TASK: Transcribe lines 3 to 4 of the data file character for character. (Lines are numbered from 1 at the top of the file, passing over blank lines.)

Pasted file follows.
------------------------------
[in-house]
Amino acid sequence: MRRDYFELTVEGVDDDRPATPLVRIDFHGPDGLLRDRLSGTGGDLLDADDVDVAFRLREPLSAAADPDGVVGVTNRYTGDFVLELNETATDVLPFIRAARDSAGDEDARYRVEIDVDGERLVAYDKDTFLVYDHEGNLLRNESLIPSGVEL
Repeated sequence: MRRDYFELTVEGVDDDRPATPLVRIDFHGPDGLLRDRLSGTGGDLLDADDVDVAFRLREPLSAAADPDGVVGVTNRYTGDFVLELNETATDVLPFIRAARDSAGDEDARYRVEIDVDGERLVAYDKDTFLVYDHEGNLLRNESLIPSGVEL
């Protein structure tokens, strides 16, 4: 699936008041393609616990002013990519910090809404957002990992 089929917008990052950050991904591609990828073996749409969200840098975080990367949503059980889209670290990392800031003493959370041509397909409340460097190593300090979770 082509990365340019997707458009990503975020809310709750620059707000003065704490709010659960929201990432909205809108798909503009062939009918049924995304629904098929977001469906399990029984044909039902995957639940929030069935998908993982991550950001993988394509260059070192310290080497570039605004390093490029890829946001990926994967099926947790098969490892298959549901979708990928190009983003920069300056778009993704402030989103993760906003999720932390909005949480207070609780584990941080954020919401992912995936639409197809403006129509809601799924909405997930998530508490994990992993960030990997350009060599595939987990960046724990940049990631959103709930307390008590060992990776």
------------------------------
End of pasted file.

Repeated sequence: MRRDYFELTVEGVDDDRPATPLVRIDFHGPDGLLRDRLSGTGGDLLDADDVDVAFRLREPLSAAADPDGVVGVTNRYTGDFVLELNETATDVLPFIRAARDSAGDEDARYRVEIDVDGERLVAYDKDTFLVYDHEGNLLRNESLIPSGVEL
């Protein structure tokens, strides 16, 4: 699936008041393609616990002013990519910090809404957002990992 089929917008990052950050991904591609990828073996749409969200840098975080990367949503059980889209670290990392800031003493959370041509397909409340460097190593300090979770 082509990365340019997707458009990503975020809310709750620059707000003065704490709010659960929201990432909205809108798909503009062939009918049924995304629904098929977001469906399990029984044909039902995957639940929030069935998908993982991550950001993988394509260059070192310290080497570039605004390093490029890829946001990926994967099926947790098969490892298959549901979708990928190009983003920069300056778009993704402030989103993760906003999720932390909005949480207070609780584990941080954020919401992912995936639409197809403006129509809601799924909405997930998530508490994990992993960030990997350009060599595939987990960046724990940049990631959103709930307390008590060992990776």